In Canada, according to the federal transportation regulations, sows are allowed to be transported up to 36 hours without food, water or a break. This is a full day and a half on a trailer with no provisions, in all weather extremes. If the sow is unfortunate enough to be destined for the United States (which is likely as few slaughter facilities exist for cull sows in Canada),
she will have to withstand an average of 10 additional hours until she finally reaches her destination. But, as our investigations have uncovered, this may not be her final destination either. We’ve documented cull sows from Canada sent to collecting stations in the States, only to be further regrouped and sent once again on their way, sometimes as far south as Texas.
The transportation of cull sows is truly one of the most troubling from a welfare perspective. This is a problem recognized by the federal agency charged with the protection of farm animals, the Canadian Food Inspection Agency, but to date remains
Alternatives to sow stalls exist and are in use in many countries. Group housing on straw is the simplest model and one that’s been around for hundreds of years. It allows groups of pregnant sows to freely walk around, root and create nests. A middle-ground is also available, where the pens are available to the sows for feeding time but with a bump of her rear, are unlatched to allow her the freedom to return to the open area with her barn-mates. Studies contrasting the systems have shown improvements to the sow’s physical and mental state as well as less lameness and culling due to injury and disease in the non-sow-stall systems.
Sow stalls are already banned in many countries, including in countries belonging to the European Union. In the United States, numerous states have banned their use, including Michigan who banned the use of ALL intensive confinement systems (including veal crates and battery cages for egg-laying hens).
While Canada is lagging far behind, there are signs that things are changing, and that sow-stalls will eventually be phased-out in Canada. For instance, in 2013, the Retail Council of Canada and its member grocers (Co-op Atlantic, Canada Safeway, Costco Wholesale Canada, Federated Co-operatives Limited, Loblaw Companies Limited, Metro Inc., Sobeys Inc., and Walmart Canada Corp.) announced that they agree to phase out the use of sow stalls by their pork suppliers in favor of “alternative housing practices” by 2022. However, 2022 is a long time to wait for the animals, and CETFA has been campaigning for a phase out date of 2017.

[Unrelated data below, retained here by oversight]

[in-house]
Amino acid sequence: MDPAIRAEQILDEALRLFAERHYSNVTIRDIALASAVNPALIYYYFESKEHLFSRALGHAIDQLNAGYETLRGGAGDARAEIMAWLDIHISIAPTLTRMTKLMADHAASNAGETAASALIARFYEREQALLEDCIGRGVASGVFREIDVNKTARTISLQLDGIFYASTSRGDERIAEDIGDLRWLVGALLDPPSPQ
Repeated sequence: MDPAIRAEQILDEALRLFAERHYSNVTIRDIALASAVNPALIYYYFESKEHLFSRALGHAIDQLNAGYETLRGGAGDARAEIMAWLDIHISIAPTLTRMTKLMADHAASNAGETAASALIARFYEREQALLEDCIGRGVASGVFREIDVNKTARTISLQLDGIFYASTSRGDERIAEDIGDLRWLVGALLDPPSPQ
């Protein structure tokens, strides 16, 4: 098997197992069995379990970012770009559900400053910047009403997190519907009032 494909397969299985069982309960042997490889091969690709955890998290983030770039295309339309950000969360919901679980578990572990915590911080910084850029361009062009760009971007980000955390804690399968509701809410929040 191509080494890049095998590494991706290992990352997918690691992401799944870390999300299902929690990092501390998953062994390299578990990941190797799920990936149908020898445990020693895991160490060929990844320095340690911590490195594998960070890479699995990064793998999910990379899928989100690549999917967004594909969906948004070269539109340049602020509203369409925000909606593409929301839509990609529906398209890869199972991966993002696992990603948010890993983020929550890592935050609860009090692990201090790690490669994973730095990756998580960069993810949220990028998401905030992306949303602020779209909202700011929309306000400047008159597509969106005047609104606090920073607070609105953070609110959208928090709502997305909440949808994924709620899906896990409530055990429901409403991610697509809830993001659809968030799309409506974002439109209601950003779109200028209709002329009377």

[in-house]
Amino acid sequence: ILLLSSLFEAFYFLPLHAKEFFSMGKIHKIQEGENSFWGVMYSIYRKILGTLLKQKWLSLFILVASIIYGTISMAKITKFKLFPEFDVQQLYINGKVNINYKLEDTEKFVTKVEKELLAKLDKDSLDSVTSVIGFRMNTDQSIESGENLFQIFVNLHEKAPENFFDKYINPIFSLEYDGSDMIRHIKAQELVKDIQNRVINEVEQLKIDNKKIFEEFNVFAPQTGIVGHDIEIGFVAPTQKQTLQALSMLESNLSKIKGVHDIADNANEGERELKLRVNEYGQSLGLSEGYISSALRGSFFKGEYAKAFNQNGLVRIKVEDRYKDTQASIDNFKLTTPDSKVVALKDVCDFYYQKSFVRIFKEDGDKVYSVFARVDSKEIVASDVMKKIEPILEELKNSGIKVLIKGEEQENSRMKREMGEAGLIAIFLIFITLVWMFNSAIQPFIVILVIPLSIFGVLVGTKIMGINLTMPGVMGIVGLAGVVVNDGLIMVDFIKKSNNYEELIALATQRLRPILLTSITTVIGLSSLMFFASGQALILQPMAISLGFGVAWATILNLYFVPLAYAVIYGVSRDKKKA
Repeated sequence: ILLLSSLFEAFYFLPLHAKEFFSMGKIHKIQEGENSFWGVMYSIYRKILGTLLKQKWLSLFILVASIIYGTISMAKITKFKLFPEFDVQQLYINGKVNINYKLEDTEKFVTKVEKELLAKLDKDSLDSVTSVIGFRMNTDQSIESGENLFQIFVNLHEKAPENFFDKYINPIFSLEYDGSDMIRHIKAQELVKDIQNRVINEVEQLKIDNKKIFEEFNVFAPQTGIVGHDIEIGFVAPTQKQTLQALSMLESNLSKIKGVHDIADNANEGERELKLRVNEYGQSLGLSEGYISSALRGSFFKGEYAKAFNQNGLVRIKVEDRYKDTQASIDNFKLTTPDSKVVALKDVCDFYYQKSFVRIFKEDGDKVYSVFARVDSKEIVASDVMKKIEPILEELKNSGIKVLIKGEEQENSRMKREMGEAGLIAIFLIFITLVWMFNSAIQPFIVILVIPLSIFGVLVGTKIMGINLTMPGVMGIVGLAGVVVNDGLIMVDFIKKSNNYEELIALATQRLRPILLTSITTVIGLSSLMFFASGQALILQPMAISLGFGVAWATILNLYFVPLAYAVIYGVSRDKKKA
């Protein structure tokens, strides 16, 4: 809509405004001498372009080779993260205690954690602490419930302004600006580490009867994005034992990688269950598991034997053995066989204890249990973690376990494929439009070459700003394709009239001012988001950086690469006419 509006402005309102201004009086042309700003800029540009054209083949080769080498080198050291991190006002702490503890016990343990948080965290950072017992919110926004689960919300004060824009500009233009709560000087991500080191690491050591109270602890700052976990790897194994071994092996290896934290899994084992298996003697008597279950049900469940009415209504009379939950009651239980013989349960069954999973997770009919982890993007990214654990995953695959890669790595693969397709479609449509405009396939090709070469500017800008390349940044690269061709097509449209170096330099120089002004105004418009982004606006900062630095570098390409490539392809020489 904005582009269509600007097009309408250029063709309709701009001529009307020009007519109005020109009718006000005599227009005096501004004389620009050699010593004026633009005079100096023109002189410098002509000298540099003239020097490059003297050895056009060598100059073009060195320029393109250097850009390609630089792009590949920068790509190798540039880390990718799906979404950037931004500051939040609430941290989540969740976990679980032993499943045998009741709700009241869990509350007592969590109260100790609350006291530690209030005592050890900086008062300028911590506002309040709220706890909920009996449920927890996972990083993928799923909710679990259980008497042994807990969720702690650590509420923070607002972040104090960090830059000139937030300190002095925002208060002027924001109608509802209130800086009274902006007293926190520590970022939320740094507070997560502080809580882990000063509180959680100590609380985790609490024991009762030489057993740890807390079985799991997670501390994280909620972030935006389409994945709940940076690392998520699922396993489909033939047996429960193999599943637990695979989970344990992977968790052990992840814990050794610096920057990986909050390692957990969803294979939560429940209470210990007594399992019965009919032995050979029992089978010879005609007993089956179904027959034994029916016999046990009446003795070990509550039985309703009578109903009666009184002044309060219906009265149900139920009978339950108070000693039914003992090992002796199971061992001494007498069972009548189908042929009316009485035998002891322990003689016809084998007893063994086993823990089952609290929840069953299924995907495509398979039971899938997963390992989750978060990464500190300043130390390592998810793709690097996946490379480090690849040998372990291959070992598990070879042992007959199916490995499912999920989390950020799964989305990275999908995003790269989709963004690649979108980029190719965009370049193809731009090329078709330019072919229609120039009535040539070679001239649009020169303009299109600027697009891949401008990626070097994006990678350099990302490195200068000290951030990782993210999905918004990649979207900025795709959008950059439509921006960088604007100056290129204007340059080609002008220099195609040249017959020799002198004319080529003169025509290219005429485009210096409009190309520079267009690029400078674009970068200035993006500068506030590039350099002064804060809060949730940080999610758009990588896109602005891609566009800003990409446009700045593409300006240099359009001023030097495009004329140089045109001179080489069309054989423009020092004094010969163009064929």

In 2014, the revised Canadian pig code of practice was released. The Updated code requires that sows be housed in groups – with separate space for eating, sleeping, and eliminating – in all facilities built or rebuilt after July 1, 2014. This requirement may positively impact the welfare of hundreds of thousands of animals. While the code still allows the use of individual pens or stalls by July 1, 2024, since stalls have a life of 15 to 20 years, many additional facilities should have transitioned away, or be close to transitioning away, from crates by that date (although some could be in used up until 2033 if they were built or rebuilt last year!). Eventually, this new requirement should effectively lead to the full adoption of group housing systems by the pig industry. However, given the suffering endured by sows in gestation crates, and the fact that the public has been demanding the phase-out of sow stalls for many years, the phase-out period allowed by the new code seems unreasonably distant. We can only hope that the commitment of Maple Leaf to phase out gestation crates by 2017, as well as the one from all eight of Canada’s leading retailers to phase them out by 2022 and the bans happening in other countries, will help accelerate the transition to less cruel housing systems for sows.
In the meantime, it is important that the Canadian public continue to make their voices heard and demand an end to these cruel and unnecessary confinement systems. Furthermore, it is crucial that everyone concerned with this issue vote with their pocketbook by buying only certified humanely raised pork products or refusing to buy pork products altogether until the industry reforms its cruel ways.